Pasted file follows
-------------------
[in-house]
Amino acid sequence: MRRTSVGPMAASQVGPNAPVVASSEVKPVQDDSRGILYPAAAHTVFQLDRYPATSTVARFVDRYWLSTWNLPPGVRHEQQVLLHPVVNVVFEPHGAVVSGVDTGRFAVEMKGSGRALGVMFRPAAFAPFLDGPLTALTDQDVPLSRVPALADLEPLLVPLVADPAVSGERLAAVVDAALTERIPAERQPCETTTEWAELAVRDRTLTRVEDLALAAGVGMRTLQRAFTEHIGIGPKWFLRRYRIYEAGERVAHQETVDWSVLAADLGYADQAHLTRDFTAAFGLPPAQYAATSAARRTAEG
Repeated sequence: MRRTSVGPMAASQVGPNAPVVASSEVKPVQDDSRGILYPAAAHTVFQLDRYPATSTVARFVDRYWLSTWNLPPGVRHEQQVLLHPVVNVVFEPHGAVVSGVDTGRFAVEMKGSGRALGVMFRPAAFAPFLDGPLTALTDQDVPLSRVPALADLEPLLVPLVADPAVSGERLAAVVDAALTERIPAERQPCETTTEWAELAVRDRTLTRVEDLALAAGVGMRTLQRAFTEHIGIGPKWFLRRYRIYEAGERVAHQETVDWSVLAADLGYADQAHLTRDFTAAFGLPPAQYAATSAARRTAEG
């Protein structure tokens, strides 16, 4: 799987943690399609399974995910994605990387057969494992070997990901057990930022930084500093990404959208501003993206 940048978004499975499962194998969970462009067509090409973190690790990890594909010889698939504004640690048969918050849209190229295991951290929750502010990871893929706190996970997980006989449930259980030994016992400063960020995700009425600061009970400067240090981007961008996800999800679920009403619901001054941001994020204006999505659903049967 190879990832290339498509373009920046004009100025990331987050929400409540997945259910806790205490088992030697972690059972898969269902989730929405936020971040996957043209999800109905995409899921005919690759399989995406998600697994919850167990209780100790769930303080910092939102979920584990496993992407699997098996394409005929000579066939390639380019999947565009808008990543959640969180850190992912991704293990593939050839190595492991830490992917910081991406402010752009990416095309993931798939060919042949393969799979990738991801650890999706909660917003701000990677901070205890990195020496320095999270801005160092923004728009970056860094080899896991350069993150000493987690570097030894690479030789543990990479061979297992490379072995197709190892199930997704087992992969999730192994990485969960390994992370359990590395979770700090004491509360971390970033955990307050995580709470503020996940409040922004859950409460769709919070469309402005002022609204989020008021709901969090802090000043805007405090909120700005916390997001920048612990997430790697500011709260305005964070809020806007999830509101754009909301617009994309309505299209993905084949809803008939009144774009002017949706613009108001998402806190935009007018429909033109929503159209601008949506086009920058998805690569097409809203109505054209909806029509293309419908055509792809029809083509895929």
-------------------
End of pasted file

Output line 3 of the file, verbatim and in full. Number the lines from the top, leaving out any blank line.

Repeated sequence: MRRTSVGPMAASQVGPNAPVVASSEVKPVQDDSRGILYPAAAHTVFQLDRYPATSTVARFVDRYWLSTWNLPPGVRHEQQVLLHPVVNVVFEPHGAVVSGVDTGRFAVEMKGSGRALGVMFRPAAFAPFLDGPLTALTDQDVPLSRVPALADLEPLLVPLVADPAVSGERLAAVVDAALTERIPAERQPCETTTEWAELAVRDRTLTRVEDLALAAGVGMRTLQRAFTEHIGIGPKWFLRRYRIYEAGERVAHQETVDWSVLAADLGYADQAHLTRDFTAAFGLPPAQYAATSAARRTAEG